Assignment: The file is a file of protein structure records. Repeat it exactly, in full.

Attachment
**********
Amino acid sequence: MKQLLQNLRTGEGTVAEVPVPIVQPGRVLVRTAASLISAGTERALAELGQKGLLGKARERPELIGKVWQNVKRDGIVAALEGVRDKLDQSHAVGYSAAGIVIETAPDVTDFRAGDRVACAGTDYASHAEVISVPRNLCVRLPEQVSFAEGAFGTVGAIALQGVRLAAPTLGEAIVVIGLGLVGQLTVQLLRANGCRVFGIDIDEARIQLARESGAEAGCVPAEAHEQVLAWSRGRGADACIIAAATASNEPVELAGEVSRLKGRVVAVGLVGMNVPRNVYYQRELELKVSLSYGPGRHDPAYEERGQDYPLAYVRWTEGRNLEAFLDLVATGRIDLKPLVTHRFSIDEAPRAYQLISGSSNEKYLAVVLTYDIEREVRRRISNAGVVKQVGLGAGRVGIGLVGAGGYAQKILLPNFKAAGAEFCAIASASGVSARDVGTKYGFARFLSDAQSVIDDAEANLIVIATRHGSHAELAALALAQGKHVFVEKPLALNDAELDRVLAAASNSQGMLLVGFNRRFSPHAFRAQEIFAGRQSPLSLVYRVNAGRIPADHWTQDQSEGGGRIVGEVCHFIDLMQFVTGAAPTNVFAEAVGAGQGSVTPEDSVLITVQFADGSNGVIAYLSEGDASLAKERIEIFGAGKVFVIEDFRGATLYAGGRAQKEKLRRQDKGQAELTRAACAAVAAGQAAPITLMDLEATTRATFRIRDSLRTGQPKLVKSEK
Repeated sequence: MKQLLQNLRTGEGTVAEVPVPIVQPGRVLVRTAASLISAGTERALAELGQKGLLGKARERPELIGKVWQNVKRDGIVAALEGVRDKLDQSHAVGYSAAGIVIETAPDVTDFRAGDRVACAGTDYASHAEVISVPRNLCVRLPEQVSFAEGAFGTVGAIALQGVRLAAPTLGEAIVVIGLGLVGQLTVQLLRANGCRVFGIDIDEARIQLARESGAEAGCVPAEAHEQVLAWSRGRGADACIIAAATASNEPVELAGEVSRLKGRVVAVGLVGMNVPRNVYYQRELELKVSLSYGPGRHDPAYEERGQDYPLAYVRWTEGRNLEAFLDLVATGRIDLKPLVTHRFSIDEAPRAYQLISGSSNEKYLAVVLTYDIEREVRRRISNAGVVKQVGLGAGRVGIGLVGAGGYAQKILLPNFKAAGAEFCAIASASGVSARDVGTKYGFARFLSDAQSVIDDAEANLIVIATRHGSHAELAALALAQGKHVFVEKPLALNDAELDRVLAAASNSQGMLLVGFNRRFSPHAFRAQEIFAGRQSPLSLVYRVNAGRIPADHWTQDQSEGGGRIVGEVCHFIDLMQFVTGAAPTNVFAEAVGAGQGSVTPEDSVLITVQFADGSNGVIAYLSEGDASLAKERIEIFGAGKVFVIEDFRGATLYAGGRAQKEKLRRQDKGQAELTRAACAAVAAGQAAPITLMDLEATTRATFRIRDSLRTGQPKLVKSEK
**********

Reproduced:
Amino acid sequence: MKQLLQNLRTGEGTVAEVPVPIVQPGRVLVRTAASLISAGTERALAELGQKGLLGKARERPELIGKVWQNVKRDGIVAALEGVRDKLDQSHAVGYSAAGIVIETAPDVTDFRAGDRVACAGTDYASHAEVISVPRNLCVRLPEQVSFAEGAFGTVGAIALQGVRLAAPTLGEAIVVIGLGLVGQLTVQLLRANGCRVFGIDIDEARIQLARESGAEAGCVPAEAHEQVLAWSRGRGADACIIAAATASNEPVELAGEVSRLKGRVVAVGLVGMNVPRNVYYQRELELKVSLSYGPGRHDPAYEERGQDYPLAYVRWTEGRNLEAFLDLVATGRIDLKPLVTHRFSIDEAPRAYQLISGSSNEKYLAVVLTYDIEREVRRRISNAGVVKQVGLGAGRVGIGLVGAGGYAQKILLPNFKAAGAEFCAIASASGVSARDVGTKYGFARFLSDAQSVIDDAEANLIVIATRHGSHAELAALALAQGKHVFVEKPLALNDAELDRVLAAASNSQGMLLVGFNRRFSPHAFRAQEIFAGRQSPLSLVYRVNAGRIPADHWTQDQSEGGGRIVGEVCHFIDLMQFVTGAAPTNVFAEAVGAGQGSVTPEDSVLITVQFADGSNGVIAYLSEGDASLAKERIEIFGAGKVFVIEDFRGATLYAGGRAQKEKLRRQDKGQAELTRAACAAVAAGQAAPITLMDLEATTRATFRIRDSLRTGQPKLVKSEK
Repeated sequence: MKQLLQNLRTGEGTVAEVPVPIVQPGRVLVRTAASLISAGTERALAELGQKGLLGKARERPELIGKVWQNVKRDGIVAALEGVRDKLDQSHAVGYSAAGIVIETAPDVTDFRAGDRVACAGTDYASHAEVISVPRNLCVRLPEQVSFAEGAFGTVGAIALQGVRLAAPTLGEAIVVIGLGLVGQLTVQLLRANGCRVFGIDIDEARIQLARESGAEAGCVPAEAHEQVLAWSRGRGADACIIAAATASNEPVELAGEVSRLKGRVVAVGLVGMNVPRNVYYQRELELKVSLSYGPGRHDPAYEERGQDYPLAYVRWTEGRNLEAFLDLVATGRIDLKPLVTHRFSIDEAPRAYQLISGSSNEKYLAVVLTYDIEREVRRRISNAGVVKQVGLGAGRVGIGLVGAGGYAQKILLPNFKAAGAEFCAIASASGVSARDVGTKYGFARFLSDAQSVIDDAEANLIVIATRHGSHAELAALALAQGKHVFVEKPLALNDAELDRVLAAASNSQGMLLVGFNRRFSPHAFRAQEIFAGRQSPLSLVYRVNAGRIPADHWTQDQSEGGGRIVGEVCHFIDLMQFVTGAAPTNVFAEAVGAGQGSVTPEDSVLITVQFADGSNGVIAYLSEGDASLAKERIEIFGAGKVFVIEDFRGATLYAGGRAQKEKLRRQDKGQAELTRAACAAVAAGQAAPITLMDLEATTRATFRIRDSLRTGQPKLVKSEK